If you suffered a particularly traumatic event as part of your personal injury, you may be able to request damages for emotional distress. To qualify, however, you must first prove that the emotional distress you experienced was traumatic enough to merit compensation. Proving emotional distress in a personal injury case can be difficult, which is why it's important to keep the following in mind as you and your attorney develop your claim.
What is the Underlying Cause?
The first aspect of your emotional distress claim to consider is the underlying cause of the emotional distress. Keep in mind that the circumstances leading up to the emotional distress can easily influence the success of your claim. Claims of emotional distress might not hold up in an ordinary slip-and-fall accident. In a slip-and-fall accident that results in being trapped in a well for hours due to someone else's negligence, however, you may have a much stronger claim for emotional distress.
How Long and How Intense Is the Emotional Distress?
The duration and intensity of your emotional distress can also have a significant impact on your claim's success. Consider the slip-and-fall accident scenario above -- being trapped for hours inside of a well can be a lengthy and intense emotional experience. When presented with this information, it's likely that the courts will also agree. The courts may also consider post-traumatic stress disorder (PTSD) and other lingering effects of the event when determining the validity of your emotional distress.
Was the Distress Intentional or Negligent?
Another important point to consider is whether the emotional distress was intentionally inflicted or if it resulted from negligence. For instance, you can claim emotional distress damages if the defendant engages in extreme and outrageous conduct against you. For example, if the defendant plays a practical joke that goes too far and results in extreme embarrassment and humiliation, the defendant may be liable for emotional distress damages.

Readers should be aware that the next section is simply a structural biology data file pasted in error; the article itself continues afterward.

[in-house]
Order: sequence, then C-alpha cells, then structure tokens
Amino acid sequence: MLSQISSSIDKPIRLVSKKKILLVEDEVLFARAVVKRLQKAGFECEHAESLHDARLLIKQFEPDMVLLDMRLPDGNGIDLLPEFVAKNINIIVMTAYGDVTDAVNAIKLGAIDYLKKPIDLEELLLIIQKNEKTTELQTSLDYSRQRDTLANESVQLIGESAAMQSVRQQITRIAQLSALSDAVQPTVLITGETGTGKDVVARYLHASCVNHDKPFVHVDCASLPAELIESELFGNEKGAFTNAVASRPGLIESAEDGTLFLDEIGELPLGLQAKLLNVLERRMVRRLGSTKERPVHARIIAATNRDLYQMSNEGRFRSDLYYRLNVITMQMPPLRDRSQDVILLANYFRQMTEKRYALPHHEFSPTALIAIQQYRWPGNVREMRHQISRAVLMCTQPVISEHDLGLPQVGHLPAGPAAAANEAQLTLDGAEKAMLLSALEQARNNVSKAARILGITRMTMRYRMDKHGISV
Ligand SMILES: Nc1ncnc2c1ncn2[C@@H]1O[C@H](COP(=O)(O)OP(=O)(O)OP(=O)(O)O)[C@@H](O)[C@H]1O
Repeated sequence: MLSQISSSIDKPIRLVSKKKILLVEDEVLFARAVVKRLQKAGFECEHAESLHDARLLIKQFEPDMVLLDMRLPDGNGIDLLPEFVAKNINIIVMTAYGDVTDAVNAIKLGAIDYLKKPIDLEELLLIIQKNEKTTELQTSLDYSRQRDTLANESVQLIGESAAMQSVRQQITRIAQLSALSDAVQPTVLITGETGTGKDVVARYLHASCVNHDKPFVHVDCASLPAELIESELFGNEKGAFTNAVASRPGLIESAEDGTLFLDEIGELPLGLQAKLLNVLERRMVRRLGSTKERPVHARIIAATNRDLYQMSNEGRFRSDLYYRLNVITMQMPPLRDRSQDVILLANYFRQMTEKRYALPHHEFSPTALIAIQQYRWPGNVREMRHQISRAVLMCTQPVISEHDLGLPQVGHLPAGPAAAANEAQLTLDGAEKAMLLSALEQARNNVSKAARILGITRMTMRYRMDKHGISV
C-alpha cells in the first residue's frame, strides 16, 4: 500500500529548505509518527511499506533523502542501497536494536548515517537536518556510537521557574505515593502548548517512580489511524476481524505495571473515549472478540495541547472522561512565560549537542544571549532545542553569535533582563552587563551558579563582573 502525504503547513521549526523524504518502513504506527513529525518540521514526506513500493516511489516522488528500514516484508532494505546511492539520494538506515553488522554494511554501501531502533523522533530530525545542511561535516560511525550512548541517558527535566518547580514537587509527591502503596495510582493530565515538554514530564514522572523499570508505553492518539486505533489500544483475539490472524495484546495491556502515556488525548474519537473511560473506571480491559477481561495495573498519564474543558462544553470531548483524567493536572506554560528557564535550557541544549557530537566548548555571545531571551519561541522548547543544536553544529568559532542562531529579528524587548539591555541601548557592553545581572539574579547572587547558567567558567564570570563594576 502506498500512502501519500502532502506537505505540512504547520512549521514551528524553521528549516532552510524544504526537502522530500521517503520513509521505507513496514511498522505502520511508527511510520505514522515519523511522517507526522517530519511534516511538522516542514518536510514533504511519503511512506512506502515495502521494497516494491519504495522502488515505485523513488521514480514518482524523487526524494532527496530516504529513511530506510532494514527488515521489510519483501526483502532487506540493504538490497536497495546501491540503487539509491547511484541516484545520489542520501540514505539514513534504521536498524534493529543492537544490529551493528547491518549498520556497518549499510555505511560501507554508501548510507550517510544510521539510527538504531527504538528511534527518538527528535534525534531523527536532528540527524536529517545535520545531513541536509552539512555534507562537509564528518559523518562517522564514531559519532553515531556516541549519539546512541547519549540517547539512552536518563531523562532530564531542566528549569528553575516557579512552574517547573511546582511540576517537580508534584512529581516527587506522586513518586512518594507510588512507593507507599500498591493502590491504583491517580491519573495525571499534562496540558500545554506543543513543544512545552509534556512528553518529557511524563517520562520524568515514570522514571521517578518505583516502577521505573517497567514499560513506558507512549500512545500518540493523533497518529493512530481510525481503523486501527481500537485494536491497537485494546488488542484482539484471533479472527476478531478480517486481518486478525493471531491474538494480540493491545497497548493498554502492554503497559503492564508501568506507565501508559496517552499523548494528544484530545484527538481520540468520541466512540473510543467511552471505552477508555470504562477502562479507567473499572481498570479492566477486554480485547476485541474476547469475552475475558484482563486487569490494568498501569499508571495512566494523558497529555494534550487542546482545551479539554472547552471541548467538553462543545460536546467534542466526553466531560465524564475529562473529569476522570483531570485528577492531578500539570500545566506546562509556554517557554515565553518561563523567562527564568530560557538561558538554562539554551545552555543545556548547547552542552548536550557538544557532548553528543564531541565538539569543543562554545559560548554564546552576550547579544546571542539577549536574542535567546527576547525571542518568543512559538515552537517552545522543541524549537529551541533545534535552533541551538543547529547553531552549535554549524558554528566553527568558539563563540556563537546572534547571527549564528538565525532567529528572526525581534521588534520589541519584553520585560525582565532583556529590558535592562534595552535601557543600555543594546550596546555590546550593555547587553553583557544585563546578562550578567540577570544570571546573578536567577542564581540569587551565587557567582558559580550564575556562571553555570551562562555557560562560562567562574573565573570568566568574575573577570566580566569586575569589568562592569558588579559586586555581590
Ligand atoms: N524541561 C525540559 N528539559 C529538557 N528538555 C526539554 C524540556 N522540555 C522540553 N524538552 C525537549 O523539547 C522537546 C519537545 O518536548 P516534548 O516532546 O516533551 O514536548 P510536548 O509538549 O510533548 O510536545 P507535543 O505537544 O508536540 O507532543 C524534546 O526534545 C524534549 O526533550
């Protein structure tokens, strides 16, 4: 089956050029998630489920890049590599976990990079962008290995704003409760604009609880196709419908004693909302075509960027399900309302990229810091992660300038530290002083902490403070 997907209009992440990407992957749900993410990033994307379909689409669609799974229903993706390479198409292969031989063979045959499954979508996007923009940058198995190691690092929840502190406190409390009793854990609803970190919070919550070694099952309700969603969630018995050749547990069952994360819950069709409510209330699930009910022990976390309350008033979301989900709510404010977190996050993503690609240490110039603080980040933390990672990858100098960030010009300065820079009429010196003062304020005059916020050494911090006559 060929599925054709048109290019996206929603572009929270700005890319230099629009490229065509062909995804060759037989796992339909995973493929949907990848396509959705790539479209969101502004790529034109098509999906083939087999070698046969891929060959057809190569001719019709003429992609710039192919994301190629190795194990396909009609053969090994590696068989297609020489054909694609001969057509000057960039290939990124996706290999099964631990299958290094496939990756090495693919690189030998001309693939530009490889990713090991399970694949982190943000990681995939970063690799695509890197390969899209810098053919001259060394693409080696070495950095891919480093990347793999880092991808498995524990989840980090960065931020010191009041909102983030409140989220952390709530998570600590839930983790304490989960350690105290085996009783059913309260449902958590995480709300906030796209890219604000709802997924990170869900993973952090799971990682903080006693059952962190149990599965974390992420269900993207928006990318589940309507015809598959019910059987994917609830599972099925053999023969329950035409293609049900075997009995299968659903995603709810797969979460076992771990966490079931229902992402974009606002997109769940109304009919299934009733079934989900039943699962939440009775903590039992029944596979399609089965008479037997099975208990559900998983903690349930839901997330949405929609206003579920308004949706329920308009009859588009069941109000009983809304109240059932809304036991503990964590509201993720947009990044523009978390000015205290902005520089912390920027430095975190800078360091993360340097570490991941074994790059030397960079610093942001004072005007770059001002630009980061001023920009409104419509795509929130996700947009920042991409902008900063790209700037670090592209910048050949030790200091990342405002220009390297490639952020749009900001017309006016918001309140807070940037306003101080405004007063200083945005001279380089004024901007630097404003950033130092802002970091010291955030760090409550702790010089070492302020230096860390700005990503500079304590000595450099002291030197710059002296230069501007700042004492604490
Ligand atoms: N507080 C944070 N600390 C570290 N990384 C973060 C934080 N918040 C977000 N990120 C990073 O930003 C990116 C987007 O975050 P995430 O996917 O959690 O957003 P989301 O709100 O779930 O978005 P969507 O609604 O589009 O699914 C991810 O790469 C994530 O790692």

When it comes to claims involving negligent infliction of emotional distress, however, the courts may require that physical symptoms also be involved. This helps prevent unverifiable and subjective claims of emotional distress from making their way through the court system. Each state has its own requirements in regards to physical symptoms. Some states may allow symptoms such as anxiety, sleeplessness and loss of appetite while others require more severe symptoms. A few states, such as California, don't require physical symptoms as a prerequisite for recovering emotional distress damages.
Are You Part of A "Fragile Class?"
Most courts recognize that emotional distress can have a greater impact on certain groups of people than others. Given their greater vulnerability, these people are typically categorized as a "fragile class." Fragile persons normally include young children, pregnant women and the elderly. If you are part of this fragile class of person, you may find it easier to prove your claim of emotional distress.
Will the Court Consider You "Overly Sensitive?"
On the other hand, the courts typically frown upon people who appear to be overly sensitive to emotional distress. For instance, you may not be able to successfully make an emotional distress claim based on normal insults stemming from an ordinary argument or other conduct that is not considered extreme or outrageous. The courts may consider such claims to be frivolous in nature.
There is the "eggshell plaintiff" rule to consider, although it applies more to physical injury than emotional damages. This rule is essentially requires the defendant to "take the victim as he finds him," meaning the defendant should be held responsible for all damages regardless of whether the costs were raised due to the plaintiff's fragile state (such as an existing rare genetic disorder).
If someone who was already in an emotionally fragile state experiences further emotional distress due to an intentional or negligent act, that person may be able to collect damages without regard to whether someone in an emotionally normal state would have had a similar response. Click here to read more about personal injury law.